December (280-282)

Ben Lomond – (282!!!) – 14th December

Many hillwalkers will look back on this Saturday as one of the worst forecasts they had ever witnessed. Particularly those hillwalkers who had intended to join us for our last Munro, which was scheduled about two months ago! Throughout the week the forecast went from bad to worse, ultimately reporting that wind in the western mountains would increase to 80 mph over the course of the morning, with gusts of 110mph expected!  Not exactly the balmy day out we had been hoping for to celebrate the end of our Epic achievement with our nearest and dearest. By Friday evening our house had transformed into a mini-meteorology centre, with anyone with half a wifi-signal attempting to predict the exact minute the winds would be at their worst so that we could plan accordingly. There was brief mention of starting at midnight on Friday to be up and down before we’d slept for the night, but given that we had already changed the start time multiple times based on the weather we decided to stick with the most-recent plan of a 6 a.m. start from the Rowardennan car park. This gave us a half-decent chance of success, with the hopes that we would be up and down before the worst of the wind really kicked in. Everyone had been warned that there was a good chance we would be forced to back off depending on conditions, but we were going to give it a bash.

And so it was, a 4:15 a.m. alarm and a meet up in the car park at 0545. A dozen of our friends were in remarkably good spirits given that most of us hadn’t slept for more than a few hours. Amazing where a bit of adrenaline and some trepidation will get you! Alys and both Toms had come up from England; Ian had driven down from Nairn on Friday after work; and Jenny had provided the pleasant shock of the decade by surprising Jamie and arriving from Washington, D.C. to be a part of the big event. The rest of the crew, including Matt, Nicola, Julie, Bosco, Stewart, Danny & Megan, headed off with us as planned at 06:00 on the dot. The time seemed to pass quickly in the dark with lots of chatting and the flicker of head torches guiding us. It was eerily calm when we started at the car, and even calmer as we made our way up the obvious path and through the woods. The wind picked up as we were on the final approach ridge, but even this was only between 20-30 mph (it’s all relative now!). Given what we were expecting this seemed mild in comparison. We had a pre-summit pow-wow before the final push, anticipating that the summit ridge would be painful; there was a mini-warning shared ‘round that Andy and Jamie may do a quick blast to the trig point to finish off the year even if others wanted to wait a wee bit lower down.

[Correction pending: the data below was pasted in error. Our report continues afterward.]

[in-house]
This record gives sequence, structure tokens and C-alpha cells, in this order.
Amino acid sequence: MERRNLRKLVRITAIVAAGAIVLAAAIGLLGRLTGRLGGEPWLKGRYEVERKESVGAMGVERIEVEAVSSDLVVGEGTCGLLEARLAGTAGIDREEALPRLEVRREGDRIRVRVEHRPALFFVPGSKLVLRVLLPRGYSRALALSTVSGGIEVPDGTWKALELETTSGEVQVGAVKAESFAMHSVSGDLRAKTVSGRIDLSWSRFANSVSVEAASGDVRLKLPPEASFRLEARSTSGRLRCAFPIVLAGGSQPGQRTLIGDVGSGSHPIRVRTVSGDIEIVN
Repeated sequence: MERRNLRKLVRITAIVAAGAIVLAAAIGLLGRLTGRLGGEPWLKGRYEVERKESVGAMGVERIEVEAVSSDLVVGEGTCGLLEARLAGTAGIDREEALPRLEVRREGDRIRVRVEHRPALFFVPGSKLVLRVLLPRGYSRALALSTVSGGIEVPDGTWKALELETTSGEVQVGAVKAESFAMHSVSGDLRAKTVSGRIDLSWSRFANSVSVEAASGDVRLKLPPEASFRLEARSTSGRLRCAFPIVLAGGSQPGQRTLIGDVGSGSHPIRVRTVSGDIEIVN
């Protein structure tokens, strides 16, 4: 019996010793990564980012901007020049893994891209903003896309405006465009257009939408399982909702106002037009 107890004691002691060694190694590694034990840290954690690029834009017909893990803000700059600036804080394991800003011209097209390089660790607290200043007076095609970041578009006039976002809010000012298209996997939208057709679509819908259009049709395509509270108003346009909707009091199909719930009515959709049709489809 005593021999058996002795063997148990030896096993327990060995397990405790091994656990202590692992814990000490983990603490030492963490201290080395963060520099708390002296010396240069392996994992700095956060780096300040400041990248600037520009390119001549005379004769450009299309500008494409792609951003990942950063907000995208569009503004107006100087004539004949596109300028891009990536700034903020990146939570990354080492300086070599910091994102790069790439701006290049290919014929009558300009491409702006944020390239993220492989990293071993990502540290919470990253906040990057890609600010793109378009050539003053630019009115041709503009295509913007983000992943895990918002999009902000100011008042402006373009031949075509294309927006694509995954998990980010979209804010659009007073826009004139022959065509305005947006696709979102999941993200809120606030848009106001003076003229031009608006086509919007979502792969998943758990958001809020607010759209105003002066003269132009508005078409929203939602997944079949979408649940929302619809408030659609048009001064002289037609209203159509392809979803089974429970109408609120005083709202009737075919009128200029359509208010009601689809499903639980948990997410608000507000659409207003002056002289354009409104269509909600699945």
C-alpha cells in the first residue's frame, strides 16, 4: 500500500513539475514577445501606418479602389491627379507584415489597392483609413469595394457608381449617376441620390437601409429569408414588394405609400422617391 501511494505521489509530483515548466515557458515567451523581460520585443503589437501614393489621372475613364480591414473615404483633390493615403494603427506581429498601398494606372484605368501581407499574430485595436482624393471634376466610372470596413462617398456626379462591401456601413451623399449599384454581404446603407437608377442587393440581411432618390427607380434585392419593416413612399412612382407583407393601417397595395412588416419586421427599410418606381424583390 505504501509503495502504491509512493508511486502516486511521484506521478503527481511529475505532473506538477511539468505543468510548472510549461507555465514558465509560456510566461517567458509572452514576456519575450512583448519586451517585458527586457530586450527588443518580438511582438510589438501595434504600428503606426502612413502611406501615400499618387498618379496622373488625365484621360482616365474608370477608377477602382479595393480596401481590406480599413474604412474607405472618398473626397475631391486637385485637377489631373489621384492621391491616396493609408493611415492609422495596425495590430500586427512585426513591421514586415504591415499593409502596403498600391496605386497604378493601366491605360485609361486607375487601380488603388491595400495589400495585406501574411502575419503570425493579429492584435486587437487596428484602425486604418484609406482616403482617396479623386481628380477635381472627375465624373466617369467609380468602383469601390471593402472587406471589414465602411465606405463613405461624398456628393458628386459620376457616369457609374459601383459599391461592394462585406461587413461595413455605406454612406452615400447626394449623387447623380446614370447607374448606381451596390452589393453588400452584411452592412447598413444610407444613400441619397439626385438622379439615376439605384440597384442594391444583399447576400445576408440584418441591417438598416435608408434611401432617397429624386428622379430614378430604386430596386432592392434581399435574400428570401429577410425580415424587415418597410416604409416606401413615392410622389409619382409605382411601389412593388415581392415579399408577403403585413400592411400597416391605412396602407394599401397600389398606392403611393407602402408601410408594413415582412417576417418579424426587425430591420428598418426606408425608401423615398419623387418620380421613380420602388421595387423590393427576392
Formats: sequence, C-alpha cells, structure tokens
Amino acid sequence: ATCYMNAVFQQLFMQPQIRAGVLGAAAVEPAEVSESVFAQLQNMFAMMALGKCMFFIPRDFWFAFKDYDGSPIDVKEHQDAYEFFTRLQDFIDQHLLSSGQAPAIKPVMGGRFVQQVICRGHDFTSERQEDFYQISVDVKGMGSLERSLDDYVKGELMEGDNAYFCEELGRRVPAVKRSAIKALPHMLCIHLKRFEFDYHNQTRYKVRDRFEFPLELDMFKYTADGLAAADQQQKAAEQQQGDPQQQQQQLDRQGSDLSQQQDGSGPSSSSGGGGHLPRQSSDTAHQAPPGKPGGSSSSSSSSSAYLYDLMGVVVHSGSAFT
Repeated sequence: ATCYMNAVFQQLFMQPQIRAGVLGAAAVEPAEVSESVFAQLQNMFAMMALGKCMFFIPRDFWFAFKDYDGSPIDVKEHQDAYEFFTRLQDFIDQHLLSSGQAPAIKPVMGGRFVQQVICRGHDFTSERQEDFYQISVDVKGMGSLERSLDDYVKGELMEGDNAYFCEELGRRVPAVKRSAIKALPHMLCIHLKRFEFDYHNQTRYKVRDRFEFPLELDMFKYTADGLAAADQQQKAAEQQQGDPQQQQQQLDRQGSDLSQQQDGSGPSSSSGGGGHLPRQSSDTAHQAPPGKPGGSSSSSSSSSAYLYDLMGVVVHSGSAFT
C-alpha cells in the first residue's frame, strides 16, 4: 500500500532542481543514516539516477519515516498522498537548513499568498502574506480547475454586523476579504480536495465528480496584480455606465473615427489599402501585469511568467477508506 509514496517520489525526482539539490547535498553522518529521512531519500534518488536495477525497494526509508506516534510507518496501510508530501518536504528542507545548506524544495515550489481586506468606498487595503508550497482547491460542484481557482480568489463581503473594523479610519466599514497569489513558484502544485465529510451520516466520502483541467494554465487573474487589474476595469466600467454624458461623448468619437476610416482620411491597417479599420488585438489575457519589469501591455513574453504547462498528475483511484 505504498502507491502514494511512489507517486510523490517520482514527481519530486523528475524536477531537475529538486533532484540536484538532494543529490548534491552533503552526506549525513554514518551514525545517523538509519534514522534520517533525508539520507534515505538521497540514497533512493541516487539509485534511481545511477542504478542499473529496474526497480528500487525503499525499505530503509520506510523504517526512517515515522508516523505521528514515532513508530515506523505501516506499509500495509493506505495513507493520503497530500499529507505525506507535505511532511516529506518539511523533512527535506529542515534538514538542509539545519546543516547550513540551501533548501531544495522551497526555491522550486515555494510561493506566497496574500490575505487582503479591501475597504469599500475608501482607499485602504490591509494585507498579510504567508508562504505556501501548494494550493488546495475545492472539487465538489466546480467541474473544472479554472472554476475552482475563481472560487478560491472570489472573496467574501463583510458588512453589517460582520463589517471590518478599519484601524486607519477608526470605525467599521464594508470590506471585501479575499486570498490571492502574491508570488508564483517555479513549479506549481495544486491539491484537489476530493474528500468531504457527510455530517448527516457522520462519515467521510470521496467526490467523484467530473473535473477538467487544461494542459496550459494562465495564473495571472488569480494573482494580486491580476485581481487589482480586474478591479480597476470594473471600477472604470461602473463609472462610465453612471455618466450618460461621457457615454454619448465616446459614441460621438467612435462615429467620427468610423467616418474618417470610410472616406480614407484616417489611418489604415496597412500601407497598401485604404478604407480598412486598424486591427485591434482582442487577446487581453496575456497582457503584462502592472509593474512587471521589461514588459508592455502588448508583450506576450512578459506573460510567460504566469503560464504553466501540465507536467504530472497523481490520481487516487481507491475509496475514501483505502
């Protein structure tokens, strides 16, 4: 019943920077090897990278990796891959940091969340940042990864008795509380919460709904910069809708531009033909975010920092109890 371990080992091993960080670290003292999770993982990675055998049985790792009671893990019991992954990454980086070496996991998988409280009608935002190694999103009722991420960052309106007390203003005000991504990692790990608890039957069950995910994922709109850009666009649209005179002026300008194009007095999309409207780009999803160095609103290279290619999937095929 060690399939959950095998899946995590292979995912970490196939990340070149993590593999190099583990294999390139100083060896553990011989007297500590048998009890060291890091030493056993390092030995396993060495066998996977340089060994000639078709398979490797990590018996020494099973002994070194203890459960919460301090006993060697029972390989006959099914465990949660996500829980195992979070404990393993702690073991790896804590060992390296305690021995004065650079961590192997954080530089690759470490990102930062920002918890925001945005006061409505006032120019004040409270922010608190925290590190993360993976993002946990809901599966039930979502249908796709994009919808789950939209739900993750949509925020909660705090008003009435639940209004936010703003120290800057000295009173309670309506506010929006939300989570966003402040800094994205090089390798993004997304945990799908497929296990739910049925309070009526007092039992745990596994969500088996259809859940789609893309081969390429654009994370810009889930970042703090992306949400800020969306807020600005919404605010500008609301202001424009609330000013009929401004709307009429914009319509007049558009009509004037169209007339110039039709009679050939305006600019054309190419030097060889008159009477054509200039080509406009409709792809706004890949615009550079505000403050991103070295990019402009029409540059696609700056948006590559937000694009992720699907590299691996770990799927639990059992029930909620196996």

As it turned out, though, the summit was just about the calmest spot to be found all day! We’d left the celebratory bubbly and hors d’oeuvres at home, assuming as we’d set out that there was a slim to no chance we’d be spending any more than a millisecond on a summit with Force 11 winds! Lucky for us, we have wonderful friends and from a few backpacks (thanks Julie & Bosco, Stewart and Danny!) emerged a few bottles and a flask . . . and they even carried back down the empties! We spent about 15 minutes on the top, just enough time for some individual and group pics, swigs all around, and the addition of layers for those not quite used to winter mountain conditions in Scotland. That was it . . . we had done it!!

We zipped down the first few hundred metres of descent to get out of the worst of the wind and away from the frozen terrain, but from there we daresay folks were even enjoying themselves. Views emerged over Loch Lomond and we picked out the islands we’ve kayaked to in the past and would do again, especially now the Munro Challenge is complete!

We took our time with our friends, soaking in the views and the last of the descents of the year. Within a few minutes of the car park it started to absolutely pour and the winds had clearly picked up . . . seems it was worth the stupid o’clock start to know that we had made it up and down safely, with the entire group of 14 successfully summiting AND returning to cars without anyone being blown over! Woop Woop! Kudos, also, to Ian for making this his 141st Munro in 18 months – well on his way toward Munro compleation in a relatively sensible way, though still pretty bonkers!

The year was capped with an amazing breakfast in Milngavie at Bullands Café (“amazing,” as defined in the dictionary, being any meal that includes whipped cream as a central ingredient) and one heck of a party later on. Thanks to our incredible friends for their love and support throughout 2013! The car shuttles; the tasty treats; the company; the laughs; the motivation . . . Thank you!

What a year . . . What. A. Year.

And on to our next adventure . . .

And on to our next adventure . . .

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Ben More – (281) – 7th December

It’s always incredible how long it takes us to get started from a night spent camping in the rain, but at least we’re aware of our deficiencies and plan accordingly! Unfortunately the stream was so noisy Jamie slept through her double alarm, but luckily we had set Andy’s ear-drum bursting phone alarm so we were only 25 minutes behind schedule from the word Go. Lucky for Jamie, our decision to camp overnight on Mull had been a bit of a last minute one with no time to organise typical breakfast foods (or so she made Andy believe; porridge is yucky!). So, it was giant cous cous with vegetables for breakfast . . . we should have discovered this a long time ago!